dc.identifier.apacitation Nixon, M. (1996). <i>Burnout, work environment, and coping in surgical hospital nurses</i>. (Thesis). University of Cape Town ,Faculty of Humanities ,Department of Psychology. Retrieved from http://hdl.handle.net/11427/14059 en_ZA
dc.identifier.chicagocitation Nixon, Michal. <i>"Burnout, work environment, and coping in surgical hospital nurses."</i> Thesis., University of Cape Town ,Faculty of Humanities ,Department of Psychology, 1996. http://hdl.handle.net/11427/14059 en_ZA
dc.identifier.vancouvercitation Nixon M. Burnout, work environment, and coping in surgical hospital nurses. [Thesis]. University of Cape Town ,Faculty of Humanities ,Department of Psychology, 1996 [cited yyyy month dd]. Available from: http://hdl.handle.net/11427/14059 en_ZA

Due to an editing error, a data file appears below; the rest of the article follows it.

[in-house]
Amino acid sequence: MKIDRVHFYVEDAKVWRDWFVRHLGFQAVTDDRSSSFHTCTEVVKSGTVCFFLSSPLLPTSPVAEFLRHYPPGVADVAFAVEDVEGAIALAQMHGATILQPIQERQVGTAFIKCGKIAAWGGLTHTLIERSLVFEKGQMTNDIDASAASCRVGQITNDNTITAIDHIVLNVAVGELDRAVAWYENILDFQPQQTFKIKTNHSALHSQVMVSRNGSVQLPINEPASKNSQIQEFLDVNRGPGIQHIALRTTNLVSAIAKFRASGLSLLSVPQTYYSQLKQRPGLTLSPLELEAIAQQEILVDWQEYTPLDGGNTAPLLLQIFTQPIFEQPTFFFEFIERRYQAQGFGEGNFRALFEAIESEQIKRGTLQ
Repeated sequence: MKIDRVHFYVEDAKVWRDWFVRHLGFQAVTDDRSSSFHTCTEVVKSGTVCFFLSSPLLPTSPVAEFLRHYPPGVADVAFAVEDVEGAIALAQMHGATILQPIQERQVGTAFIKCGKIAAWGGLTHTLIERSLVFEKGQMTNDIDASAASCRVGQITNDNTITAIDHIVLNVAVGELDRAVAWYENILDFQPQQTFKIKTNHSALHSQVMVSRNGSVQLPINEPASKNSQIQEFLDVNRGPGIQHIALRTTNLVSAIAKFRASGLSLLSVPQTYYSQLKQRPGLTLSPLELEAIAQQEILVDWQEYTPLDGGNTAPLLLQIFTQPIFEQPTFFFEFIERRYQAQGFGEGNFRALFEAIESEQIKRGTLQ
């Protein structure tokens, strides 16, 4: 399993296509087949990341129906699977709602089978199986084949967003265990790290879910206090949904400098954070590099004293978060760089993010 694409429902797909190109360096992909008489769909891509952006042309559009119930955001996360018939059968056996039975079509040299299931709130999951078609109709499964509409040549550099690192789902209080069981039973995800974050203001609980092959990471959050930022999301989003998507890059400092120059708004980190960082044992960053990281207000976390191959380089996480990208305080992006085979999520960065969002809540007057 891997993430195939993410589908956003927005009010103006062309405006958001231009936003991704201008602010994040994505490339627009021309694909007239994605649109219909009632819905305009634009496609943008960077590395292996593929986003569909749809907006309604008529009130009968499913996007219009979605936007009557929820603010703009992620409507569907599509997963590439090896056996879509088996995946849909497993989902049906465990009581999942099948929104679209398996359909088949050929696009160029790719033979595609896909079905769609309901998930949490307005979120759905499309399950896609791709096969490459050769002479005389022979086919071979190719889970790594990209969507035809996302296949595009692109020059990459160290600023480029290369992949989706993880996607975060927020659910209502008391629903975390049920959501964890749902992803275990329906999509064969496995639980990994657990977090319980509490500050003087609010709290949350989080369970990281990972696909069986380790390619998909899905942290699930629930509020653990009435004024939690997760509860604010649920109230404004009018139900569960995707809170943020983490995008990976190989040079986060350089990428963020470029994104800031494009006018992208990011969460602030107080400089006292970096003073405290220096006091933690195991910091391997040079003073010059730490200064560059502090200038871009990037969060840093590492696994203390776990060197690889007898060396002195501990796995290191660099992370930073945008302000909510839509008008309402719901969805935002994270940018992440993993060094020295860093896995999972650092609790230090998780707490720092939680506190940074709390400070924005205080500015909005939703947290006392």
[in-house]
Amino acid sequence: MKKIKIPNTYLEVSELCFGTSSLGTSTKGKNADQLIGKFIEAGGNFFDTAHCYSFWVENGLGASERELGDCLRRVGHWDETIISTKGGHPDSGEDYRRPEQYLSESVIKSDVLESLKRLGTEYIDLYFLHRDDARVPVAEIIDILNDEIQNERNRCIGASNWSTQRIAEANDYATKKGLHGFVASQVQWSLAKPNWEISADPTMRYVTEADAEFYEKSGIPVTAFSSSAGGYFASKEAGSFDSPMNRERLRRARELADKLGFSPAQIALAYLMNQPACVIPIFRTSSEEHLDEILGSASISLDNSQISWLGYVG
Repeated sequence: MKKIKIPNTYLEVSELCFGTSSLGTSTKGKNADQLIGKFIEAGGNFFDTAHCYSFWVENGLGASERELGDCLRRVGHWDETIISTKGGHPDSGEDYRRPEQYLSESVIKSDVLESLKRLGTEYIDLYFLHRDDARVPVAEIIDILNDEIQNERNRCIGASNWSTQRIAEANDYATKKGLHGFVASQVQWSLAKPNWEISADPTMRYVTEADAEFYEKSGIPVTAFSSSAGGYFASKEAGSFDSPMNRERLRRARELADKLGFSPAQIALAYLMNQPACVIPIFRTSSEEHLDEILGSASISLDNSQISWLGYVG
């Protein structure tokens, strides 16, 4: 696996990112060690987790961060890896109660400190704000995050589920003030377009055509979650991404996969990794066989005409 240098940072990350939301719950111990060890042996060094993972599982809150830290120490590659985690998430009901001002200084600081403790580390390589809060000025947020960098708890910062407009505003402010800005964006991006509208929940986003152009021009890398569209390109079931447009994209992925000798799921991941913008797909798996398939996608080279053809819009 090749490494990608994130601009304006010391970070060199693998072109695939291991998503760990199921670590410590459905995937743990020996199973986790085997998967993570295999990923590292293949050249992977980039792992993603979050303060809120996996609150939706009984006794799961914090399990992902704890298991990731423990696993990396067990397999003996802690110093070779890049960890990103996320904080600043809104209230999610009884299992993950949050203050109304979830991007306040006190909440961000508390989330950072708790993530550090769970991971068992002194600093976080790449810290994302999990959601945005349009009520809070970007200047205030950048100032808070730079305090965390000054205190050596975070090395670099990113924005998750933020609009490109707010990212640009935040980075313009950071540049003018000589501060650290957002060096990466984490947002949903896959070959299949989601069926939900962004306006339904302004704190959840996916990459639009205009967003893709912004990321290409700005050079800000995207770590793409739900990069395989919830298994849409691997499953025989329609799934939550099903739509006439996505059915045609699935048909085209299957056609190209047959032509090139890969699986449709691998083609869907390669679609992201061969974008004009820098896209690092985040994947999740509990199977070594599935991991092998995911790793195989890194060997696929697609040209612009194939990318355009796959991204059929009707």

dc.identifier.ris TY - Thesis / Dissertation AU - Nixon, Michal AB - This study examined the extent of burnout (as conceptualized by Maslach and Jackson (1981): emotional exhaustion, depersonalization and diminished personal accomplishment) being experienced by nurses in a South African state hospital, and its associations with a range of work environment variables and the ways in which nurses generally cope with their stress. This exploratory study took the form of a cross-sectional, correlational field survey, in which both quantitative and qualitative data were collected from surgical hospital nurses by means of self-report questionnaires. Quantitative measures included were the Maslach Burnout Inventory (MBI; Maslach & Jackson, 1981), the Work Environment Scale (WES; Moos, 1986) and the Coping Orientations to Problems Experienced Scale (COPE; Carver, Scheier & Weintraub, 1989). Additional quantitative measures of personal control, support, sense of appreciation and job satisfaction were obtained from visual analogue rating scales. The qualitative data comprised a frequency analysis of themes evident in the content of subjects' written responses to four open-ended questions posed in the questionnaire. On each of the three burnout subscales, respondents' scores were categorized into low, moderate or high levels of burnout. Apart from correlational and ANOVA analyses, performed in order to examine relationships between variables and differences in terms of demographics, nursing categories, and nursing specialities, discriminant analyses were performed in order to identify those variables which were experienced differently by nurses reporting different levels of burnout. A number of significant predictors of burnout were identified. Of the work environment variables examined in the study, higher levels of work pressure, diminished physical comfort, and lack of peer cohesion predicted higher levels of emotional exhaustion. Lack of physical comfort and perceived lack of supervisor support were strongly associated with higher levels of depersonalization. Generally, lower levels of perceived autonomy and supervisor support were associated with a diminished sense of personal accomplishment. Regarding coping, frequent use of the problem-focused strategy of planning was found to be associated with lower levels of emotional exhaustion and depersonalization. Frequent use of the emotion-focused strategies of positive reinterpretation, seeking emotional social support, and acceptance were related to higher levels of personal accomplishment, whereas increased use of the emotion-focused strategy of denial was strongly associated with diminished personal accomplishment. Regarding palliative/avoidant coping strategies, frequent behavioural disengagement was associated with higher levels of emotional exhaustion and depersonalization, and mental disengagement and focusing/venting of emotions were related to higher levels of emotional exhaustion. DA - 1996 DB - OpenUCT DP - University of Cape Town LK - https://open.uct.ac.za PB - University of Cape Town PY - 1996 T1 - Burnout, work environment, and coping in surgical hospital nurses TI - Burnout, work environment, and coping in surgical hospital nurses UR - http://hdl.handle.net/11427/14059 ER - en_ZA